TUK Black and White Brogue Mary Jane T1035 TUK Black and White Brogue Mary Jane T1035
TUK Black and White Brogue Mary Jane T1035 $89.99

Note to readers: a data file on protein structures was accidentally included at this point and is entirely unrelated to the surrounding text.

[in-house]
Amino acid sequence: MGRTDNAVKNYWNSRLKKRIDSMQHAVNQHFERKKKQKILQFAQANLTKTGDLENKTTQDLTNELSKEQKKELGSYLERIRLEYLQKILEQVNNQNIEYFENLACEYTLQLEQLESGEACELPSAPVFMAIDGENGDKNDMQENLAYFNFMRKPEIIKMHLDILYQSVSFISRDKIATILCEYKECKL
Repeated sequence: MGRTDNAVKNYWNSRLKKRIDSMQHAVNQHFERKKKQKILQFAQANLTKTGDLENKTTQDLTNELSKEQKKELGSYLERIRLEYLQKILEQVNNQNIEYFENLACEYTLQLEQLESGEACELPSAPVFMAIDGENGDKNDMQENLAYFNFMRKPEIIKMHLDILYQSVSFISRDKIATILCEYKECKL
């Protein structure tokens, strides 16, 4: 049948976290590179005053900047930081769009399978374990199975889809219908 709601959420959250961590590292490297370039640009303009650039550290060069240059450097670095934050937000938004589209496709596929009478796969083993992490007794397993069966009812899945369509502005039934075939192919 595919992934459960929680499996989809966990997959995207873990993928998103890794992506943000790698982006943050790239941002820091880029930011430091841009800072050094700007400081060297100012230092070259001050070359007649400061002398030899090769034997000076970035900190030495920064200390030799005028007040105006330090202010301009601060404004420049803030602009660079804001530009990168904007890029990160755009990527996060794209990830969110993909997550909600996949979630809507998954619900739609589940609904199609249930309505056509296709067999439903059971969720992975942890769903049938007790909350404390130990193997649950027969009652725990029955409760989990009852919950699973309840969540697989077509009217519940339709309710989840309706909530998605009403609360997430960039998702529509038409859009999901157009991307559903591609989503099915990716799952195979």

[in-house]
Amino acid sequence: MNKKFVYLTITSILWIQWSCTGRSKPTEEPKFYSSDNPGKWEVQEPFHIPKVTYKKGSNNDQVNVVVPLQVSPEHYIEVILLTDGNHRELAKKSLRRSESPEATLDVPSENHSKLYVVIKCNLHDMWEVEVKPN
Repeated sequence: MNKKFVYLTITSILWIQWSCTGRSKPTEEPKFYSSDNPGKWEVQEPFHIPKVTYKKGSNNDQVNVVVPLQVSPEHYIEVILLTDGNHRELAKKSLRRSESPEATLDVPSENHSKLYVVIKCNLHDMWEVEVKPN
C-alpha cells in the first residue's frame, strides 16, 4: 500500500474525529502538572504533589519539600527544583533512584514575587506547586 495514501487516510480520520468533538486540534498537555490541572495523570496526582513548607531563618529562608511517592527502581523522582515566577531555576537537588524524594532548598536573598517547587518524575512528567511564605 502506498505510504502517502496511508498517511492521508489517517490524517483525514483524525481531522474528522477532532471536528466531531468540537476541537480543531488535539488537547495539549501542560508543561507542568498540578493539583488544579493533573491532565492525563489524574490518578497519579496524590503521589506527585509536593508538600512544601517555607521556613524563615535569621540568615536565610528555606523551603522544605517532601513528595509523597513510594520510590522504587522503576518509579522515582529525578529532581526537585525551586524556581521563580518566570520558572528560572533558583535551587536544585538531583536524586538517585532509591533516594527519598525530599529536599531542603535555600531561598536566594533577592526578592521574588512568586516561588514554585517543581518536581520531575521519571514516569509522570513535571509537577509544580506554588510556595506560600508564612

TUK Black and White Brogue Mary Jane - Move over wingtip, here comes the TUK Black and White Brogue Mary Jane. This edgy, captivating mary jane from T.U.K. features a classic two-tone palette and a menswear-inspired design. - A substantial outsole lends height and cool heft to the TUK Black and White Brogue Mary Jane, while a wide strap closure is a hip finishing touch. - Black and White Leather, with Brogue Punched Details, a Silver Metal Buckle, and a 1&1/2 inch Heel. - The TUK Black and White Brogue Mary Jane classics never go out of style! Check out the Black Brogue Mary Janes ! T.U.K./Creeper History Originally from Northampton, England, T.U.K. has moved to the sandy shores of San Diego, CA since 1990. English footwear since the 1890s, brought the distinctly British aspects of the shoe and found the greatest inspiration and influence in the ever growing Southern California punk rock scene. The main result was: a one-of-a-kind distinctive brand of footwear that fosters punk roots across the entire world. T.U.K.’s first retail store was opened in 1991, selling their very own shoes in-house. Demand sudden began to grow, and soon T.U.K. was selling its products worldwide. T.U.K. fabricates a variety of footwear from women’s high heels to unisex sneakers, but the most popular design is, without a doubt, the creeper platform design. Made from crepe rubber during WWII, the thick creeper-sole helped soldiers in the deserts of North African across the hot and sandy terrain. John Ayto claims to have labeled the name ‘brothel creeper’ during those wartime years. The Smithsonian Museum suggests that the crepe in the thick sole might have provided the creeper name towards the shoe. It can also possibly be associated with Ken Mackintosh’s dance tune which had great popularity in 1953 called “The Creep.” Like fashion does, it followed the foot steps of these soldiers and the thick soles began to catch on in England. In London, the decades following the war gave way to a kaleidoscopic cultural underground with subcultures exploding with a variety of styles during the time.Influenced by the Edwardian dressing manner of the Dandies, the Teddy Boy style grew along with the introduction of American rock n’ roll music. Teds wore even bulkier, draped jackets, and high-wasted trousers. They often wore their collars loose and often styled up their outfits with very flamboyant detailing like Bolo Ties and velvet trim. The creeper shoe was also well worn by the Ton-Up boys from the 1950s and later on by the rockers of the ’60s, who enjoyed wearing them as an alternative shoe when they weren’t riding their motorbikes. Greased hair was the hair style of preference. And if you looked down and your feet at any moment, you’d be sure to see the Teds boasting their fine, slickly polished oxfords, or the crepe-soled classic, platformed creepers. And as we know, through the ‘60s and ‘70s was the rise of the Rockers and the Mods, who took hold their liking in classic Teddy Boy-centric garb ebbed and flowed, and it wasn’t until the great rise of punk around the mid ‘70s when the creeper was once again seen on the feet of many, an uproar that surged well into the ‘80s, thrived in the ‘90s, and eventually exploded with the great expansion of the world-wide web. The creeper shoe has since then been adopted by subcultures like indie, ska, punk, new wavers, psychobilly, rockabilly, greasers and goth, Japanese Visual Kei, and was also worn by Bananarama, and the singer of Republica Saffron. Now more than ever before, outsider styles and subcultures hold the style inspired around the whole world, and with its historical background that is deeply woven in the English style and at the West Coast punk way of living, T.U.K. is able to perfectly represent and illustrate the culture clash/expansion of the past few decades.

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